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If you're looking to change your hair color and want something dramatic that's also soft and natural, color melting is a great choice. Popular with celebrities, color melting blends the colors from dark at the roots to light at the ends, and if done right, it will look sexy, not stripey. The low-maintenance, high-impact benefits are one reason celebrity colorist Denis De Souza and "InStyle" magazine named this technique one of the "9 Hottest Hair Colors for Fall 2011."
Color Melting Defined
Balayage is a color technique in which a stylist sweeps a lightener or hair color onto the hair using a brush in freehand. Popular for decades, it gradually morphed into something called ombré, also known as color melting. Ombré and color melting are basically the same, although color melting is a slightly more subtle look, blending the colors a bit more gradually. Most stylists will call it ombré, so that's why you should ask for. It's very versatile, and can be natural-looking or eye-catchingly bold, but the main trick is to avoid giving you that "root grow-out" look.
Celebs Love It
Tracey Cunningham, of the Byron and Tracey Salon in Beverly Hills, says ombré is one of the coloring jobs most requested by her A-list clients, including Drew Barrymore, Ashlee Simpson, Alexa Chung and Lily Aldridge. Celebrity fave George Papanikolas of the Andy Lecompte Salon in West Hollywood has used the technique on Nicole Richie, and celebrity colorist Denis De Souza gave Olivia Wilde the ombré treatment.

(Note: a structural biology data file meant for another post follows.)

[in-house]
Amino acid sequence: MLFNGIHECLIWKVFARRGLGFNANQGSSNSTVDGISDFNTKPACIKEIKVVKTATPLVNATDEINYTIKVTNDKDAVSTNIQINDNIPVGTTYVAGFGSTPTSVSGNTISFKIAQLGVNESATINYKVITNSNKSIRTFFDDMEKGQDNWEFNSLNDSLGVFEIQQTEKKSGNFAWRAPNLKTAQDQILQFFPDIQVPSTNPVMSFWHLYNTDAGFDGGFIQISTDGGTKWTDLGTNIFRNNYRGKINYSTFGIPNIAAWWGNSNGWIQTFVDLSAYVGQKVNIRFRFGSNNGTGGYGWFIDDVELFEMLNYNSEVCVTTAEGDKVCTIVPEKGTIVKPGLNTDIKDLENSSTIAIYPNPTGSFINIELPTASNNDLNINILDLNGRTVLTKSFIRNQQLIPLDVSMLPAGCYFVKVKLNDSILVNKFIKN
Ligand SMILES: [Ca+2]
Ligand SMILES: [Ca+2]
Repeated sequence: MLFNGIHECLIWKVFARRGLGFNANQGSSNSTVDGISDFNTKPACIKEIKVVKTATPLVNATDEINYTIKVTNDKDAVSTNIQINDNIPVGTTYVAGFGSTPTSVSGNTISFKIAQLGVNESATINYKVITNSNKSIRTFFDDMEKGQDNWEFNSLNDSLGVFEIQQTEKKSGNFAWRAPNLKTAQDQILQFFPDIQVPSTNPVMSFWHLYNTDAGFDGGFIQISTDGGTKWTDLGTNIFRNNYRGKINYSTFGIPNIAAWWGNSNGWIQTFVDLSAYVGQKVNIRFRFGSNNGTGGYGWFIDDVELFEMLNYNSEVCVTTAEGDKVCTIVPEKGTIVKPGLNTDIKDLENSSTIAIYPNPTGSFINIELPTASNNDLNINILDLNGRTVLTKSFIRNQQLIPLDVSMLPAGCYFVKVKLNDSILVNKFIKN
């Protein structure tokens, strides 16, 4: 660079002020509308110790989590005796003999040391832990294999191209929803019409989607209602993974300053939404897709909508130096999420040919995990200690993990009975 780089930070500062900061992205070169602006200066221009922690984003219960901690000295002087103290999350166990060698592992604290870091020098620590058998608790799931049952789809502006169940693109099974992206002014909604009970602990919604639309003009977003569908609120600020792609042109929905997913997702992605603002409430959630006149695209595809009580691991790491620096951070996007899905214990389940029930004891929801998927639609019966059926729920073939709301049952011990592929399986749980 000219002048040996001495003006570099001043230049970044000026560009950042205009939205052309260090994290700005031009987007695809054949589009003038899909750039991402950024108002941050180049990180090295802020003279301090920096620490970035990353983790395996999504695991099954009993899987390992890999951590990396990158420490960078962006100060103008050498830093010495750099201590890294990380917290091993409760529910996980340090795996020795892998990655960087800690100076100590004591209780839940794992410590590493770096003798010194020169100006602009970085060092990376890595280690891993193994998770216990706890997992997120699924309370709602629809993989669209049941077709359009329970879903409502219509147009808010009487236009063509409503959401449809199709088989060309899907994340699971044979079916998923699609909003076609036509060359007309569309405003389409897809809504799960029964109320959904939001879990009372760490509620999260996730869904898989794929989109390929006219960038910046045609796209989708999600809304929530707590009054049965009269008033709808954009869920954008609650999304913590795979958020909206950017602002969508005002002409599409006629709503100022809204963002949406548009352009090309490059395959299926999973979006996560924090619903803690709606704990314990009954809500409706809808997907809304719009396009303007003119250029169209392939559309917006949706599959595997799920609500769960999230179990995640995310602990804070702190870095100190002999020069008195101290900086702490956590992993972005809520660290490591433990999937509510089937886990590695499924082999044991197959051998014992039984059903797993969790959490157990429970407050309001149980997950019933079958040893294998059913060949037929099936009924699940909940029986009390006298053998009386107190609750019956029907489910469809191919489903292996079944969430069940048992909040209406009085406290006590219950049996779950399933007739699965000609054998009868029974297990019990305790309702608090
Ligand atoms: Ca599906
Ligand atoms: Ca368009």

Ombré is a laid-back style that will save you time and money. You won't have to touch up your dye job as often, since your hair is colored from the ear level down. Although melting is typically used on brunettes, it's suitable for all hair types and can fade from your natural hair color to any shade of the rainbow you choose. "The great thing about ombré is, it can be subtle and natural or bold and brazen," says Marisa Moon of NYC's Sam Brocato Salon. Plus, it's an anti-aging hair color trick, since it mimics that sun-kissed look of your childhood.
Laurie Foley, owner and artistic director of L'Atelier de Laurie in the East Village, calls it "hair painting" and uses different brush strokes expertly placed to create a progressively lighter and nuanced ombré color. Depending upon the look you're going for, you can start with your own natural color or get an all-over darker shade first. Then, the tips are lightened with a hue lighter than your darkest hair and selected strands in the middle level come next. Stylists may use a brush to add in the different layers of color or pull them down with their fingers or a comb in sections. Sally Hershberger colorist Erin Bogartworks advises that it's best to start the ombré highlights at around chin level, with color only in the last two or three inches of each hair layer.
Prep with a good cut first, since sleek non-frizzy ends will show off the swingy movement of those pretty layers. Ombré can work for most textures, but it tends to look best on medium to long hair. If you want to try the look at home, "Us" Magazine suggests using a coloring kit to brush a darker hair color from the root to about three inches down, then go back through and brush a little bit more color down. However, to avoid a potential disaster, it may be best to let the pros work their magic. Regardless of where you get it done, you'll need to pamper those treated ends with a color-safe shampoo and conditioner and an occasional deep-conditioning treatment. Sally Hershberger colorist Erin Bogartworks recommends a leave-in conditioner to keep light ends healthy, like Shu Uemura Nourishing Protective Oil.